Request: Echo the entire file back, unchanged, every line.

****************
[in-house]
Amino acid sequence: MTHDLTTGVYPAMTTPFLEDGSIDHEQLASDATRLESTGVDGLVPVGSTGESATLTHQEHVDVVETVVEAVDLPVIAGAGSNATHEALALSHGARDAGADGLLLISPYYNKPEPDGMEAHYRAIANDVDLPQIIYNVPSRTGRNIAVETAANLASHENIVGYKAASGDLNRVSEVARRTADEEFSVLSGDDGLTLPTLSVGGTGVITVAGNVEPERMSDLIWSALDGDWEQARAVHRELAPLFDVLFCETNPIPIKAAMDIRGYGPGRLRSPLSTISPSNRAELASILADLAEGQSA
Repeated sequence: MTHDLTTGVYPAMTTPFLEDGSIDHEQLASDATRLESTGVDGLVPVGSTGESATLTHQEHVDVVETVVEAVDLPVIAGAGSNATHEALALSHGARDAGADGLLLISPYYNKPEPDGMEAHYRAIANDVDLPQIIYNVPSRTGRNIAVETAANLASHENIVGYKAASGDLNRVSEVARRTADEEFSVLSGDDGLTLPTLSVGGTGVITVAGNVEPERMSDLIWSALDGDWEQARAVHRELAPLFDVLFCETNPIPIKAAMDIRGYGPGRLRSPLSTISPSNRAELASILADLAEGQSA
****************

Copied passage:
[in-house]
Amino acid sequence: MTHDLTTGVYPAMTTPFLEDGSIDHEQLASDATRLESTGVDGLVPVGSTGESATLTHQEHVDVVETVVEAVDLPVIAGAGSNATHEALALSHGARDAGADGLLLISPYYNKPEPDGMEAHYRAIANDVDLPQIIYNVPSRTGRNIAVETAANLASHENIVGYKAASGDLNRVSEVARRTADEEFSVLSGDDGLTLPTLSVGGTGVITVAGNVEPERMSDLIWSALDGDWEQARAVHRELAPLFDVLFCETNPIPIKAAMDIRGYGPGRLRSPLSTISPSNRAELASILADLAEGQSA
Repeated sequence: MTHDLTTGVYPAMTTPFLEDGSIDHEQLASDATRLESTGVDGLVPVGSTGESATLTHQEHVDVVETVVEAVDLPVIAGAGSNATHEALALSHGARDAGADGLLLISPYYNKPEPDGMEAHYRAIANDVDLPQIIYNVPSRTGRNIAVETAANLASHENIVGYKAASGDLNRVSEVARRTADEEFSVLSGDDGLTLPTLSVGGTGVITVAGNVEPERMSDLIWSALDGDWEQARAVHRELAPLFDVLFCETNPIPIKAAMDIRGYGPGRLRSPLSTISPSNRAELASILADLAEGQSA